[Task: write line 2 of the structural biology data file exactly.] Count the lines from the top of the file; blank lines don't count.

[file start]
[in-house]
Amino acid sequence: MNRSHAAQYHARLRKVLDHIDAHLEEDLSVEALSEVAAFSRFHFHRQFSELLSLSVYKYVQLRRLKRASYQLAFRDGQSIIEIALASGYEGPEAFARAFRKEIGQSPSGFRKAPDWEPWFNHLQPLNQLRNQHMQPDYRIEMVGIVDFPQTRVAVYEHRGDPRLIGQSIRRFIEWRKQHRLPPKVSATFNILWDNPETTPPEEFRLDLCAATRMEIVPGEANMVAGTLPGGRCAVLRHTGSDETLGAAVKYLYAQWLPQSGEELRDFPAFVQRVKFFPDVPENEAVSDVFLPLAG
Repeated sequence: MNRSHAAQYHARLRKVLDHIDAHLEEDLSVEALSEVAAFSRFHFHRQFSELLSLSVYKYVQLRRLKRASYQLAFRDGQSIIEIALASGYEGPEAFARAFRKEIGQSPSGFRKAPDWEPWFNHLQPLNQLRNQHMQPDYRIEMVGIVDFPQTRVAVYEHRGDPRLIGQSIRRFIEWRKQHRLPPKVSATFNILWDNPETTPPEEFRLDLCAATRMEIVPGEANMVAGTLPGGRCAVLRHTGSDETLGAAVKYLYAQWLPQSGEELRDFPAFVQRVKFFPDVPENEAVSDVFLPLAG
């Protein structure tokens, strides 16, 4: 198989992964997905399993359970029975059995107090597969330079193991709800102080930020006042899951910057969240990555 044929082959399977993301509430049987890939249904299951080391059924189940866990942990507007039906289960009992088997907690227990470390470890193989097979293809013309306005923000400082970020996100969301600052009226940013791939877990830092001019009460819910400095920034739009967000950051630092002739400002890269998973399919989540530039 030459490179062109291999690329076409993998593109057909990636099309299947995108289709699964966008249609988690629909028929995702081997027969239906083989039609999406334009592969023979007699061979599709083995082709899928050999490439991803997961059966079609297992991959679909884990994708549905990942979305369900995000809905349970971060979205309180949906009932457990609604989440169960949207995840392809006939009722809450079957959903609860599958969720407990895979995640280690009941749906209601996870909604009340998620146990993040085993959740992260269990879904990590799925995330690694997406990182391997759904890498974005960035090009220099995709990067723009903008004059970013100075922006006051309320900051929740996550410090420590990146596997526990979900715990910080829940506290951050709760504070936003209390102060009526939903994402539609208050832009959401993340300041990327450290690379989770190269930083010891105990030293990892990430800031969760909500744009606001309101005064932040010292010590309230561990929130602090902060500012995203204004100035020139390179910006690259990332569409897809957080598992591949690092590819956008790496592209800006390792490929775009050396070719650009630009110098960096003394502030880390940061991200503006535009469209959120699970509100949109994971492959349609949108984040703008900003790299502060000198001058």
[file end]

Amino acid sequence: MNRSHAAQYHARLRKVLDHIDAHLEEDLSVEALSEVAAFSRFHFHRQFSELLSLSVYKYVQLRRLKRASYQLAFRDGQSIIEIALASGYEGPEAFARAFRKEIGQSPSGFRKAPDWEPWFNHLQPLNQLRNQHMQPDYRIEMVGIVDFPQTRVAVYEHRGDPRLIGQSIRRFIEWRKQHRLPPKVSATFNILWDNPETTPPEEFRLDLCAATRMEIVPGEANMVAGTLPGGRCAVLRHTGSDETLGAAVKYLYAQWLPQSGEELRDFPAFVQRVKFFPDVPENEAVSDVFLPLAG